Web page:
It's currently 60˚F in Providence. On June 7.
This is probably where I should step away from the journal entry....
But I won't.
The cover for Red Delicious is, sadly, not going to be anywhere near as tasteful as that for Blood Oranges (which was unexpectedly decent). Essentially, everything the cover of the latter did right, the cover of the former does wrong. Anyway, there's a long story here, though I probably only know about half of it. I will not ever be posting the final cover here. I may post the next to final cover, which was almost not atrocious (yes, at the last minute, it actually went from so-so to hideous).
I think that I only fool myself – rather convincingly – into believing that I care about any of this. I think it's a defense mechanism. I obsess and fume and rant over cover art, fonts, paper density, punctuation, reviews, etc. I micromanage. I hide in the details, because, truthfully, I don't think I've wanted to write a novel since I finished Silk in 1996. It's just what I do. What else would I do? And long ago this son of a bitch – who has long since exited my life – beat into me (psychologically) that nothing is worth doing unless you do it right. What he didn't teach me was that I'd batter myself fucking senseless in an effort to do a thing right only to watch lazy, incompetent people fuck up my work.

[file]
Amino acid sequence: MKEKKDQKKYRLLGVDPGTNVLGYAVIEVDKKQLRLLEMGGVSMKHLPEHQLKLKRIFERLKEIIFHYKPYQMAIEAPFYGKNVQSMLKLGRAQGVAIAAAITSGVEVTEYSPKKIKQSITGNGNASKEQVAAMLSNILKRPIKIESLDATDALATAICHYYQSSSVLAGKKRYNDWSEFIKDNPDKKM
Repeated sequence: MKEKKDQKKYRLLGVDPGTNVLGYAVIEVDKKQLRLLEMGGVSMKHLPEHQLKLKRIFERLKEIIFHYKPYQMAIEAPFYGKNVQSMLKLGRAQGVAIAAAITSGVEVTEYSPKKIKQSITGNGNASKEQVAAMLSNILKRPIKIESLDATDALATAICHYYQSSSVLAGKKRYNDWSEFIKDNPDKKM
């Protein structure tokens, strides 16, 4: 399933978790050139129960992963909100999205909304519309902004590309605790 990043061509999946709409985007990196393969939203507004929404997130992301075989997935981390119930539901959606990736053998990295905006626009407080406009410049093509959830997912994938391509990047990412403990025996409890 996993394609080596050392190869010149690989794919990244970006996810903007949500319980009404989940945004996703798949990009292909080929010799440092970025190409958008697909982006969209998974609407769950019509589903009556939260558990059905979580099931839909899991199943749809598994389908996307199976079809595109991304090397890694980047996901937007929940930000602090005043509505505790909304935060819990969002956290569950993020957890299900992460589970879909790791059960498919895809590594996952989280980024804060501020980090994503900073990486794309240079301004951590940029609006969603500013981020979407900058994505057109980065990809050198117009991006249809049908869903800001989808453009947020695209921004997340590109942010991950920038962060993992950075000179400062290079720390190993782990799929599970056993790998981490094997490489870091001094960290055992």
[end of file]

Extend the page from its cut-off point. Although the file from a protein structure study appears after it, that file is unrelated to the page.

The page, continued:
Day before yesterday I shelved "A Piece of the Sky." I worked on it all day and managed only 358 words. I've done nothing but email since then. "Shelved" is probably the wrong word, as it implies that someday I'll go back to the story when I know that I won't. I might recycle the title.
Back to the subject of Pink Floyd's The Final Cut (I'm struggling to remember that I can be genuinely passionate about anything), I found this bit at allmusic.com:
This is more like a novel than a record, requiring total concentration since shifts in dynamics, orchestration, and instrumentation are used as effect. This means that while this has the texture of classic Pink Floyd, somewhere between the brooding sections of The Wall and the monolithic menace of Animals, there are no songs or hooks to make these radio favorites. The even bent of the arrangements, where the music is used as texture, not music, means that The Final Cut purposely alienates all but the dedicated listener.
Yes. If you haven't sat down and listened, repeatedly, to every single word, you have not heard and cannot appreciate the album.* And all but the "dedicated listener" deserves to be alienated. Which, of course, is precisely how novels work. Read every word, perhaps several times over, or don't fucking bother. And if a book isn't worth the trouble, then why are you wasting your time reading it?
Fuck all that. We've got to get on with these... ~ Pink Floyd
* The same is true of many of my favorite albums, including Kate Bush's The Ninth Wave and the Decemberists' The Hazards of Love.